What If Mark Zuckerberg Were Born A Girl In Rwanda?

On Thursday, March 8, Facebook users around the world will be celebrating International Women's Day and its 2012 theme, "Connecting Girls, Inspiring Futures."
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On Thursday, March 8, Facebook users around the world will be celebrating International Women's Day and its 2012 theme, "Connecting Girls, Inspiring Futures."

It's a fitting outlet in which to celebrate, because the story of Facebook exemplifies precisely why the global community needs to invest in young minds and young leaders -- especially girls.

Imagine if Mark Zuckerberg, founder of Facebook, had been born one of the 600 million girls who live in the developing world. Imagine if his inventive mind -- rather than being given the opportunity to create, flourish, and ultimately change the world -- had been squandered by poor health and inadequate education.

It's not a far-fetched scenario.

If Mark had been born a girl in rural Rwanda, for example, rather than a boy in White Plains, New York, he could have been among the millions of young girls (and boys) who die each year before their 5th birthday from a preventable illness such as malaria, diarrhea, or pneumonia.

At the young age of 15, rather than studying computer programming in school, he would likely have been at home helping his family to fetch firewood, retrieve water from unsafe sources, and raise his siblings. By 19, he could have had a child of his own, joining the 14 million adolescent girls in the developing world who give birth in a given year (and often die while doing so).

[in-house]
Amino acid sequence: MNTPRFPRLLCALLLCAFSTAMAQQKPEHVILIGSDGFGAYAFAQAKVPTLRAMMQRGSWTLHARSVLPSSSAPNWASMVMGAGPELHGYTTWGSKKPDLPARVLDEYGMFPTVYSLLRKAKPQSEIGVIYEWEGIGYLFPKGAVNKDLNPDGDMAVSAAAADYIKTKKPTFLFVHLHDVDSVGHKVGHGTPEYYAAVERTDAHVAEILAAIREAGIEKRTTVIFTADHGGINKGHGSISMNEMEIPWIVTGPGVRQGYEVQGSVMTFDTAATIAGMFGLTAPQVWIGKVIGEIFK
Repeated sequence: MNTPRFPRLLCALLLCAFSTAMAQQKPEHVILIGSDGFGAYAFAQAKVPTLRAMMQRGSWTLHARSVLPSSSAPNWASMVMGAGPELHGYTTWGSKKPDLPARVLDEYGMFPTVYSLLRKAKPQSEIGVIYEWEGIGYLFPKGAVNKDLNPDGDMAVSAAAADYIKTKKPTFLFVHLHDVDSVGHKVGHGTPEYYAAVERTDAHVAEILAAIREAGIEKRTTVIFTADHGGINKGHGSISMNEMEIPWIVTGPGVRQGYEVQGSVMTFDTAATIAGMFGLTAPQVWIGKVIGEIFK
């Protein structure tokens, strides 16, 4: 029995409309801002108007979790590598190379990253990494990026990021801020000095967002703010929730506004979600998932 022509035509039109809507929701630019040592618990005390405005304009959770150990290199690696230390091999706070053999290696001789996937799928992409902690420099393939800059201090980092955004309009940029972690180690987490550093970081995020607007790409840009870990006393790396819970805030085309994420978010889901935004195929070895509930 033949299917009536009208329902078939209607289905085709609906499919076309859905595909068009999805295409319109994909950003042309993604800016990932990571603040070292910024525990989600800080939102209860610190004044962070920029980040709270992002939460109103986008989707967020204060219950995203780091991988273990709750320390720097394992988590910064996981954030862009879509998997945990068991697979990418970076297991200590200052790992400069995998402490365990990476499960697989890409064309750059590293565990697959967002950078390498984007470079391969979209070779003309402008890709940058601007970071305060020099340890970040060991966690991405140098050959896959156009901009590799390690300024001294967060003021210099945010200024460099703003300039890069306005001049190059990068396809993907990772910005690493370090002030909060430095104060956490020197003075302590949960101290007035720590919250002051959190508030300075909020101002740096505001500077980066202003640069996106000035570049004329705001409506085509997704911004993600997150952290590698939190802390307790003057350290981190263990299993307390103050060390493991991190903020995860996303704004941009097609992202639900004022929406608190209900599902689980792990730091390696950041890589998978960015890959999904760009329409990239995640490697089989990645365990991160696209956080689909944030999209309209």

Before the age of 20 -- the age at which Zuckerberg launched Facebook -- he could already have contracted HIV. More than 75 percent of 15 to 24-year-olds living with HIV in Africa today are girls.

At the age of 29, rather than making global headlines by launching a multibillion dollar IPO for Facebook, chances are he would have become another statistic -- another life, another mind that had never been given a chance to achieve its full potential and impact the world.

It's time to break the status quo.

On International Women's Day, and every day after, the global community needs to make the lives and futures of young girls a priority. We can and must work together to invest in programs and resources that give all young minds, regardless of gender or geography, the opportunity to build their lives on their own terms -- to protect their health, to stay in school, to channel their creativity, and to pursue their dreams. Our global economy -- and our global future -- depends on it.

The 12+ Program in Rwanda, supported by PSI, the Nike Foundation, the Rwandan Ministry of Health, and other partners, is a model for success. Every week, 10 to 12-year-old girls across Rwanda meet in youth centers and schools to discuss and learn about topics that are vital to their health and future, including HIV, delaying sexual debut, and financial literacy.

The 12+ educational program in Rwanda

It's time to take the message and impact of programs like 12+ global. It's time to give every future Mark Zuckerberg, or Wangari Maathai, or Ellen Johnson Sirleaf the chance to become the leader the world desperately needs them to become.

This is why I am proud to support International Women's Day. It's why I support and praise the girl-affirming work of the Bill and Melinda Gates Foundation, DFID, the UN Foundation's Girl Up Campaign, the Girl Effect, and countless other health and education programs designed to empower young girls, like my new baby daughter Lilly, to live healthy, safe, productive, and optimistic lives.

What you are doing to support girls? "The clock is ticking."

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